Amazon just released a new $79 Kindle available for immediate shipment. I ordered one to review and it should arrive on Friday. I’ll post a full Kindle 4 review and some videos over the weekend and next week.
In the meantime, let’s go over all the available information about the new Kindle 4 in this quick review.
First off, there are two versions, one with ads and one with out. The non-ad Kindle 4 costs $109 and the Special Offers Kindle is of course $79. The ads and coupon special offers are displayed on the screen savers and at the bottom of the homescreen, not while reading.
To get the price so low, Amazon had to sacrifice some of the features. The keyboard was axed, and so was audio support—no speakers or headphones, so no text-to-speech either. Otherwise the user interface and feature-set is pretty much exactly the same as the Kindle 3, aka Kindle Keyboard.
This $79 Kindle 4 is the basic model; there’s a new touchscreen Kindle as well, simply called the Kindle Touch, available with optional 3G wireless. Not to mention the Kindle Fire Tablet.
The Kindle 4 is the only new Kindle currently available. The Kindle Touch and Kindle Tablet will hit the streets in the second half of November.
Kindle 4 Specs ($79/$109 Kindle)
- 6″ E Ink Pearl screen
- 600 x 800 pixel resolution at 167 ppi, 16-level gray scale
- 2GB internal memory (1.25 available)
- USB 2.0 port
- 5-way controller
- Page buttons on both sides (they are hard to see in the picture)
- Supported formats: AZW, TXT, PDF, unprotected MOBI, PRC natively; HTML, DOC, DOCX, JPEG, GIF, PNG, BMP through conversion
- Battery Life: up to 1 month with wireless off, 3 weeks with WiFi on
- Dimensions: 6.5″ x 4.5″ x 0.34″
- Weight: 5.98 ounces
Kindle 4 Features
- 8 Font sizes
- 3 font types
- Faster page turns
- Supports Non-Latin Characters
- Image zoom
- Portrait and landscape modes
- Real page numbers (Amazon said that months ago and I’m still yet to read a book with them)
- Built-In dictionary
- Wikipedia and web search
- Free Cloud Storage for all Amazon content
- Web browser
- Add bookmarks, notes, highlights
- View popular highlights and public notes option
- Lend ebooks (only works if publisher approved)
- Get library ebooks
- Whispersync keeps everything updated—last page read, annotations, etc
- Set default language: English (US and UK), German, French, Spanish, Italian, Brazilian Portuguese.
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no keyboard? so how do you take notes? (something like the letters/symbols on the ‘old’ Kindle keybords? ie five way controller to highlight and then enter?) looking forward to the review…
They definitely want to make it hard for people to justify spending the $150 for the Sony reader even if it is a lower price than usual from Sony.
What’s interesting is that they claim only 1 month battery life for the cheap option, instead of 2 months. I can’t see them actually bothering to use different batteries for the different devices so is it just a ploy to get people to spend the extra $20 or did someone forget to apply the new battery math that magically boosted battery life an extra month?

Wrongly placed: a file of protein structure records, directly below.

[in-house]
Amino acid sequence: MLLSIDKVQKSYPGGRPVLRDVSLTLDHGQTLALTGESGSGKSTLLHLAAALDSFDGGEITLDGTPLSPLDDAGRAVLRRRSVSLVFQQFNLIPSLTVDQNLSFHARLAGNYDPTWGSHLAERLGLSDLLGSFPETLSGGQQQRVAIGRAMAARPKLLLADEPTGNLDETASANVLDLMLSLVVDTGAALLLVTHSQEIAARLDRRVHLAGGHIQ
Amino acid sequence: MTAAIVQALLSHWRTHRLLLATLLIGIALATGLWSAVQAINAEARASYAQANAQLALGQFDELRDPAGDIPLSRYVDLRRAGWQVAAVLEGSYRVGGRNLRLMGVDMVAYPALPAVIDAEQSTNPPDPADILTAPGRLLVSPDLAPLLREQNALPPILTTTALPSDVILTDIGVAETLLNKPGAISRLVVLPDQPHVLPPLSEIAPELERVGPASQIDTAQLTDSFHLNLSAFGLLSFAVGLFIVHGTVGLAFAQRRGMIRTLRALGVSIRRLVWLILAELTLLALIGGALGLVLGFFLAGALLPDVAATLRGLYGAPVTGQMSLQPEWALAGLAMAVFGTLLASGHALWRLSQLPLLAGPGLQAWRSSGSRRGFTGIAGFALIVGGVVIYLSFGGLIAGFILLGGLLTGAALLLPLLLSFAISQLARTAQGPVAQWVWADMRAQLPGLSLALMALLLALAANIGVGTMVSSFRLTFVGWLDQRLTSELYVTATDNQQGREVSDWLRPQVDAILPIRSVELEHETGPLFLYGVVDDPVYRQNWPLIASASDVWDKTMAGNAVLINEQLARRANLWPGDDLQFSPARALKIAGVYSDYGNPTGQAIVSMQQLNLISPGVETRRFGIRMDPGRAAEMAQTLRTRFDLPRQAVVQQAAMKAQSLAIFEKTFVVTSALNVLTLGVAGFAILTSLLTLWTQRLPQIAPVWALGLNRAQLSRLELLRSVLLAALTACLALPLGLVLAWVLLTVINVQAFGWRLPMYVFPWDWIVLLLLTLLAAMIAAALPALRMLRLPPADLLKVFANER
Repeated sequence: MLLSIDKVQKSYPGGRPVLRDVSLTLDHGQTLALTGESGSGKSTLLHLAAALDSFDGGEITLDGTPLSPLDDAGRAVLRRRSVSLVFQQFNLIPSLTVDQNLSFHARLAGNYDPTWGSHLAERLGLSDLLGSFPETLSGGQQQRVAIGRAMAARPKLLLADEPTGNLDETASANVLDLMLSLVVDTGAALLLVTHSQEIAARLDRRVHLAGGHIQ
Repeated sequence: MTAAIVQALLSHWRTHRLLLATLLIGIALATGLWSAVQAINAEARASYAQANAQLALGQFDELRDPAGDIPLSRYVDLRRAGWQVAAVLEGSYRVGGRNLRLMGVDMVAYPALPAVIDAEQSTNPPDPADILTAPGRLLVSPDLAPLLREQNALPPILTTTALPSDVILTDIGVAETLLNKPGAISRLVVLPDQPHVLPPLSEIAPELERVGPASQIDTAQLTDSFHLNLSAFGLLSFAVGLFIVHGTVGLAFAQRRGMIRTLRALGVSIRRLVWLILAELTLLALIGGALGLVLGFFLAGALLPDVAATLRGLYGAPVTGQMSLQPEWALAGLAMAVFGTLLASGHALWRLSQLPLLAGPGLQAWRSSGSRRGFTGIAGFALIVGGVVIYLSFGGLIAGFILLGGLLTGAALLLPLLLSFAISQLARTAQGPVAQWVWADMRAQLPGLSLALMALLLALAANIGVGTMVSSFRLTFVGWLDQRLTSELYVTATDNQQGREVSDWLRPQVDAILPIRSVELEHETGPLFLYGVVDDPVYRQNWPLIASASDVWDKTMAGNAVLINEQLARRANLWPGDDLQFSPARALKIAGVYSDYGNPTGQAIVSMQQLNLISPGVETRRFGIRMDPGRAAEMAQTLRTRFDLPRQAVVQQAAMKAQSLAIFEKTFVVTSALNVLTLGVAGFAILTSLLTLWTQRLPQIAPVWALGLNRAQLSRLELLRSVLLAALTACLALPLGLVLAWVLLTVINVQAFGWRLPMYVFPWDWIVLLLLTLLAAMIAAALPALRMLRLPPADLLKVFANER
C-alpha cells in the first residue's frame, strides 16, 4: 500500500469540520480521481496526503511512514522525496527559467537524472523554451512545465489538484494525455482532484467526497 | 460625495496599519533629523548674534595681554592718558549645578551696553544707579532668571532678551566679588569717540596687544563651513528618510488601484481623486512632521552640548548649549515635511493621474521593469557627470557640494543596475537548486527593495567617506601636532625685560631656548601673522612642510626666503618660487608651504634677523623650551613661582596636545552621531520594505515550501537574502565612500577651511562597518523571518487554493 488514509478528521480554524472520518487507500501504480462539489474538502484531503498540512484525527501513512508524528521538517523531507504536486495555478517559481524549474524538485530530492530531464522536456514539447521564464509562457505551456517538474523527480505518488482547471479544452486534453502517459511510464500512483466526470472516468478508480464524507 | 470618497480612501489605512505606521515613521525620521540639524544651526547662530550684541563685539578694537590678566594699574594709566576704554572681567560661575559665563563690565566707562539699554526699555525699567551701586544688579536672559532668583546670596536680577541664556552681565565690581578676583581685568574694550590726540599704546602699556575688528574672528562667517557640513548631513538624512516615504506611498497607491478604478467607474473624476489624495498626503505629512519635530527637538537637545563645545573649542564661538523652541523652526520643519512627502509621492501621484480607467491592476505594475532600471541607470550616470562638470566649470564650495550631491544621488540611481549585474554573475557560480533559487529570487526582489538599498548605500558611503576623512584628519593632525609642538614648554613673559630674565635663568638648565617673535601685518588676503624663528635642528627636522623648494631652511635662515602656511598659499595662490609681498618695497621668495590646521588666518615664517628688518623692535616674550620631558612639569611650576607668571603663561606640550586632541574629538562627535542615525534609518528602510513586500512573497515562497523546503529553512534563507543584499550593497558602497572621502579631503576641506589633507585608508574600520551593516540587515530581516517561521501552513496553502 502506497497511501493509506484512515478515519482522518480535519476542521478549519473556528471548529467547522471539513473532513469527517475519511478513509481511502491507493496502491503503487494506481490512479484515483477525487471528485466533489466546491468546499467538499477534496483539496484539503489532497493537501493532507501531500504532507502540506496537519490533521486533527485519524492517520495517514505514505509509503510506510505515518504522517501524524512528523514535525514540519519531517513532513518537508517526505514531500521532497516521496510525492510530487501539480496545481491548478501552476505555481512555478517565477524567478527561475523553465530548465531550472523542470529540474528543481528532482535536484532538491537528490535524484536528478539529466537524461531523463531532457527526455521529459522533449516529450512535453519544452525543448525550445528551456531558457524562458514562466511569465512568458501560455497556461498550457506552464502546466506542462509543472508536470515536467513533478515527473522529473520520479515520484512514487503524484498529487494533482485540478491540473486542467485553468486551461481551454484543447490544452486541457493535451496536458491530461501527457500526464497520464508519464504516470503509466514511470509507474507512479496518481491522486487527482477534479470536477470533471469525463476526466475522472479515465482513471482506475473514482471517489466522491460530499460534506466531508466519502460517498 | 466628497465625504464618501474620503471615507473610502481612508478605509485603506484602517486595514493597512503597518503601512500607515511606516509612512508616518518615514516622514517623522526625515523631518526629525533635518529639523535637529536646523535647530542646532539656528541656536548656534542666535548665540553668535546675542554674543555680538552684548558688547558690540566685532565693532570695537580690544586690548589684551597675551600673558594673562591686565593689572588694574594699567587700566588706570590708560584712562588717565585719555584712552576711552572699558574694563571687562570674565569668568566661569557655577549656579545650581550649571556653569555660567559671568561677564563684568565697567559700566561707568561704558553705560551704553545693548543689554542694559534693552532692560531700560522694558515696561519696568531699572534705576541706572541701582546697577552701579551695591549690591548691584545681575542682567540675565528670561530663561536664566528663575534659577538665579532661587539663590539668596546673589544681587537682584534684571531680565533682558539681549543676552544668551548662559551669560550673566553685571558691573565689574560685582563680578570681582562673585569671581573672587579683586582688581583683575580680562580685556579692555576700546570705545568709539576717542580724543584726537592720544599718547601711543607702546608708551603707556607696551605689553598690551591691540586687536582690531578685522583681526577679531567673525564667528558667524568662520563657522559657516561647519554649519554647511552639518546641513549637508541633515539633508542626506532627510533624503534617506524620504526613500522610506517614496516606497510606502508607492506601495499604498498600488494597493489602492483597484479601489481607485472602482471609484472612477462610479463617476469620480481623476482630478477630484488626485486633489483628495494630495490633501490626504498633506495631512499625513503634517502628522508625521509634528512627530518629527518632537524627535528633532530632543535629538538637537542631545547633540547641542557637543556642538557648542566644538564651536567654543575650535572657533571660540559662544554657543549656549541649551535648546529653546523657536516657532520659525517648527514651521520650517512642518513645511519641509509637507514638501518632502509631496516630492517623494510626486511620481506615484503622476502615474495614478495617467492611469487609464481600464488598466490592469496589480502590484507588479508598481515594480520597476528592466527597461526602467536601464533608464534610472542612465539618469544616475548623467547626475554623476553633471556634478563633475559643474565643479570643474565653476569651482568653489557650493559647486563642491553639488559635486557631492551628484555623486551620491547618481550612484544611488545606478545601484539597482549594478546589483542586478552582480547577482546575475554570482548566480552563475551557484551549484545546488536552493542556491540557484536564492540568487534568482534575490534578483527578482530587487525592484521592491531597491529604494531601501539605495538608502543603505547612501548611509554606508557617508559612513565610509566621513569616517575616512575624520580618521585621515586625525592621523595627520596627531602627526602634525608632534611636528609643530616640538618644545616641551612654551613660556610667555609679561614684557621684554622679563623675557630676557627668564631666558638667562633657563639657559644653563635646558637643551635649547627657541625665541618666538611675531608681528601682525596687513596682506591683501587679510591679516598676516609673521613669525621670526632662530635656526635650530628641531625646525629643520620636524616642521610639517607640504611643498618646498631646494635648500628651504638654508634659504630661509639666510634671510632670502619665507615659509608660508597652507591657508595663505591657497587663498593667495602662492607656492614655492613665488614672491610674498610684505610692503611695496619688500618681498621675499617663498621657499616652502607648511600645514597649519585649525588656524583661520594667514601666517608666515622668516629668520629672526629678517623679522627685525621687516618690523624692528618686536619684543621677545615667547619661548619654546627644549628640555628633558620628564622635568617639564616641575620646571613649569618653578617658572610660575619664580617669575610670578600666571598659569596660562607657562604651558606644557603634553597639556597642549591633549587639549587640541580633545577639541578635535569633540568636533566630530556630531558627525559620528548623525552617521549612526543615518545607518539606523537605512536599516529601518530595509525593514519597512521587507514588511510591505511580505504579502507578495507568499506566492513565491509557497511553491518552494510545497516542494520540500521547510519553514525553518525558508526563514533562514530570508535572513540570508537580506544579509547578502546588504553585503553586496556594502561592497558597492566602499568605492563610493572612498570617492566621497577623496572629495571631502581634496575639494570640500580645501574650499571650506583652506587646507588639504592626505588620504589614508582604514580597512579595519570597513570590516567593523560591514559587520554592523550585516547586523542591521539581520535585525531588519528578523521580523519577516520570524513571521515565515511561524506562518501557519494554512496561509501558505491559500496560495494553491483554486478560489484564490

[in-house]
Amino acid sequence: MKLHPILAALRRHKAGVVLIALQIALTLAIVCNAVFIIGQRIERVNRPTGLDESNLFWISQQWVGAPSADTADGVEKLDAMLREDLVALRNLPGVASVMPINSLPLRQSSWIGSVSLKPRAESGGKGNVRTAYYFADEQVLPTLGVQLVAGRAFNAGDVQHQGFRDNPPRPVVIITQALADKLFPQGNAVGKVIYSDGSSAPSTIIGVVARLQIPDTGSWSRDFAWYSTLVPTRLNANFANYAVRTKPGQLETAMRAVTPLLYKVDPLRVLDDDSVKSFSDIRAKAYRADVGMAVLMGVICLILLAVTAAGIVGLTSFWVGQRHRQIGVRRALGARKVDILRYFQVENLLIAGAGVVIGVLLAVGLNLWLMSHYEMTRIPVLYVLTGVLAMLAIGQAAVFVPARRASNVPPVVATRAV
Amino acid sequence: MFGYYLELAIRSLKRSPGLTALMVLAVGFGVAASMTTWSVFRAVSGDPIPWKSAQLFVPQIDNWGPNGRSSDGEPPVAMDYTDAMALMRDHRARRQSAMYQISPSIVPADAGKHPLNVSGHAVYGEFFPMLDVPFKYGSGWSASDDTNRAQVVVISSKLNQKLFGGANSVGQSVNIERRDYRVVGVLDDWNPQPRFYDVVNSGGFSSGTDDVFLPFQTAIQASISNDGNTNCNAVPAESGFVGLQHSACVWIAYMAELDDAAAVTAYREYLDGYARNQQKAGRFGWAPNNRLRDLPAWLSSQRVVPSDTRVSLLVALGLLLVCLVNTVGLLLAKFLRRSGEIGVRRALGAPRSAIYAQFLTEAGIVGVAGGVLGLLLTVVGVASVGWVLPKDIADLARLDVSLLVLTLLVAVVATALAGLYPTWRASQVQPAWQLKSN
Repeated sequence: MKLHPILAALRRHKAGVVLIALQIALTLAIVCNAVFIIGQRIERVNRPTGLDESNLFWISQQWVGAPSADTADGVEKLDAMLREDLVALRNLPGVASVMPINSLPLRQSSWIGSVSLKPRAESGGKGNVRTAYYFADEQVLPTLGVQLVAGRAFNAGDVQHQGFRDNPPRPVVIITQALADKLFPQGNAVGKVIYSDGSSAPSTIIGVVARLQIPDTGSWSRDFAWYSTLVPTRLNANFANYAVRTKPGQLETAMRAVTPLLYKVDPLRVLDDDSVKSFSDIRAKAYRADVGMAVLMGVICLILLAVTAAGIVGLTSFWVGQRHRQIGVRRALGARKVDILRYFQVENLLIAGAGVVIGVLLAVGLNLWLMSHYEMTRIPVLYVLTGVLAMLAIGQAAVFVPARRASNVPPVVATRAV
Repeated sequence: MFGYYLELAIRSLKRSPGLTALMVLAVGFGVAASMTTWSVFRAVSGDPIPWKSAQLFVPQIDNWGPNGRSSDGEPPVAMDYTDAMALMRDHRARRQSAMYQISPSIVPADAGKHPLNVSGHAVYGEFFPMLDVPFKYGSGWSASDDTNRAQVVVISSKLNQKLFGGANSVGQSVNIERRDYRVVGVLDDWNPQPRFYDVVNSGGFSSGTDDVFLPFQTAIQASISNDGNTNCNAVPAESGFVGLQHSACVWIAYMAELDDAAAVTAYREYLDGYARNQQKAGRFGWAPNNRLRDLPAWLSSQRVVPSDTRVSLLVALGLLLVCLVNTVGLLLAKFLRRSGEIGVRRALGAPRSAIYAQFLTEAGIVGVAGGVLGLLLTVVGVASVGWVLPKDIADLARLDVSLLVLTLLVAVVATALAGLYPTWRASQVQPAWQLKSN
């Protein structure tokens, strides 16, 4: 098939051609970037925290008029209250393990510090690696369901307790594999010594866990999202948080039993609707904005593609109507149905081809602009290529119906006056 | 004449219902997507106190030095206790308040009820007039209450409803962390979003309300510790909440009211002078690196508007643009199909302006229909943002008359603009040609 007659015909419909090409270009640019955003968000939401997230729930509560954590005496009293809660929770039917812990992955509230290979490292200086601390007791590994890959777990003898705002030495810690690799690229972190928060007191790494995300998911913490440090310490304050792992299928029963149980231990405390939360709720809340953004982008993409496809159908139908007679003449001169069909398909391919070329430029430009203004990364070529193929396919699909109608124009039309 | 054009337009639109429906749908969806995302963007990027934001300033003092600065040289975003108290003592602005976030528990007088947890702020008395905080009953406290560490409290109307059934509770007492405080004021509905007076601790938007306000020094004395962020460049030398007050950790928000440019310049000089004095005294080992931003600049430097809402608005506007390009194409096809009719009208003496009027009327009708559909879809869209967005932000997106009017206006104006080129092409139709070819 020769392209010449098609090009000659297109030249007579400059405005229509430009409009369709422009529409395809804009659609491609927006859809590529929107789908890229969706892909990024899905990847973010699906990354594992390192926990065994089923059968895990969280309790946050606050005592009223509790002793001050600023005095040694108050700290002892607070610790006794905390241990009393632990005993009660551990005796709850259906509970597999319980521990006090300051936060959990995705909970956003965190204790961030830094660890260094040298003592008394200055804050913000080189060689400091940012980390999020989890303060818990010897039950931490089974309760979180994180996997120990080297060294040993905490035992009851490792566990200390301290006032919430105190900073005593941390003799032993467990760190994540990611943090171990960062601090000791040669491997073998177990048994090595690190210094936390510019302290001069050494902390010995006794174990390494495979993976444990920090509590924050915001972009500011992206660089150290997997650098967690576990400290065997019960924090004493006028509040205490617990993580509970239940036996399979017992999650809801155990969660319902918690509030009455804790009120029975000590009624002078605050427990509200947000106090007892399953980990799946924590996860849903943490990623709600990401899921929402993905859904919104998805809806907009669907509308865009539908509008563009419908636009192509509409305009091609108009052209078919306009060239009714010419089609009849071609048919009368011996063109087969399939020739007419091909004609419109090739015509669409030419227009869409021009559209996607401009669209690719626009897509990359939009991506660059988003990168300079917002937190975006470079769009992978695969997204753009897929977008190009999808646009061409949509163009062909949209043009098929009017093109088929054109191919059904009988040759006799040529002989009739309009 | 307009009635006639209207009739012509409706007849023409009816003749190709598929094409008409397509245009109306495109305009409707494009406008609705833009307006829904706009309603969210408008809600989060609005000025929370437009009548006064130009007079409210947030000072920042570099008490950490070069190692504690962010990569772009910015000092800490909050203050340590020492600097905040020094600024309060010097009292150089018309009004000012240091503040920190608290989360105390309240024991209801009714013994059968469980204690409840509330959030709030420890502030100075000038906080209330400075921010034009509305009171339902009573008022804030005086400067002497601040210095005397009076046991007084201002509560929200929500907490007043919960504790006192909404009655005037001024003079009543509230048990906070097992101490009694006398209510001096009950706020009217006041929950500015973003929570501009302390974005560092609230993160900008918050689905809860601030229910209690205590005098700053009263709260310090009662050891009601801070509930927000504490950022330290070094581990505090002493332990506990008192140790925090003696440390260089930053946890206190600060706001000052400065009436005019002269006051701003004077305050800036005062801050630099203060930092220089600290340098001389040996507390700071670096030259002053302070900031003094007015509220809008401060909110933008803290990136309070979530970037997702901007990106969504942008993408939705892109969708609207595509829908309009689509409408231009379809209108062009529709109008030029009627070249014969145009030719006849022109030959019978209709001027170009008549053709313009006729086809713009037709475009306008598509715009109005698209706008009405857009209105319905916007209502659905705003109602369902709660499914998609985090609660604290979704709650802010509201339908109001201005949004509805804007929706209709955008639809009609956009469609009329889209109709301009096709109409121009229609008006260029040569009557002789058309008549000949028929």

John Ireland says
I’m impressed, this is the direct competitor to the Nook Simple Touch (can we not just call it the Nook 2) and the Kobo Touch that Amazon needed. This is the simple, no frills ereader that Amazon needed. I like the price and the design is “almost” as good as the Nook 2. Given how well designed and implemented the Nook 2 is, I am waiting to see how well the Kindle 4 stands up.
I find odd the difference in size for the new kindle reader.
6.5″ x 4.5″
6.8″ x 4.7″
Does the cloud storage part change? We already could archive our books purchased from Amazon.
Part I am curious with the review is the experimental browser part. The degree to which browser performance has improved and whether they have increased its functionality at all.
Yeah, it’s like they swapped archiving for the cloud storage buzz word. Looks like it is the same as it has always been to me. More marketing BS is all it is.
If I read it right elsewhere, I guess personal documents will now be available to be archived to the storage locker, which would included any books converted to mobi from EPUP.
Just got my kindle(4) this afternoon. Very nice. seems like better display. first one with special offers . thought it would bother me but it is ok. could be held with one hand and used but better with two. back has a rubbery feel which makes it comfortable and easy to hold.
Sweet! That was fast. Should get mine tomorrow…
Is this Kindle suitable for reading image PDF files(scanned) with mathematical expressions like those available at http://www.archive.org ? Please don’t ask me to convert them to
.MOBI or .AZW formats or to O.C.R them ,as they fail to reproduce the mathematical expressions correctly even with professional softwares.
No 6″ ereader is going to be very good for scanned PDFs.
But when I googled, i got some customer reviews stating that the Kindle $79 model is not suitable for reading image PDF files. Are you sure about it? Or do we need any sort of file conversion.
Is the screen-size the only limitation? Is the format (ie,image PDF not simple PDF) really supported for large files
65-75 MB(any loading or page turning delay)?
I hope I could get through the screen-size limitation using
some cropping tools like K2PDFOPT from http://willus.com/k2pdfopt/.
Yeah, the screen size is the main limitation. For PDFs your better off getting a tablet or a 9.7″ e ink ebook reader.
I’ve had 90mb files load fast on the new Kindles. Some ereaders can get bogged down and slow with large files though.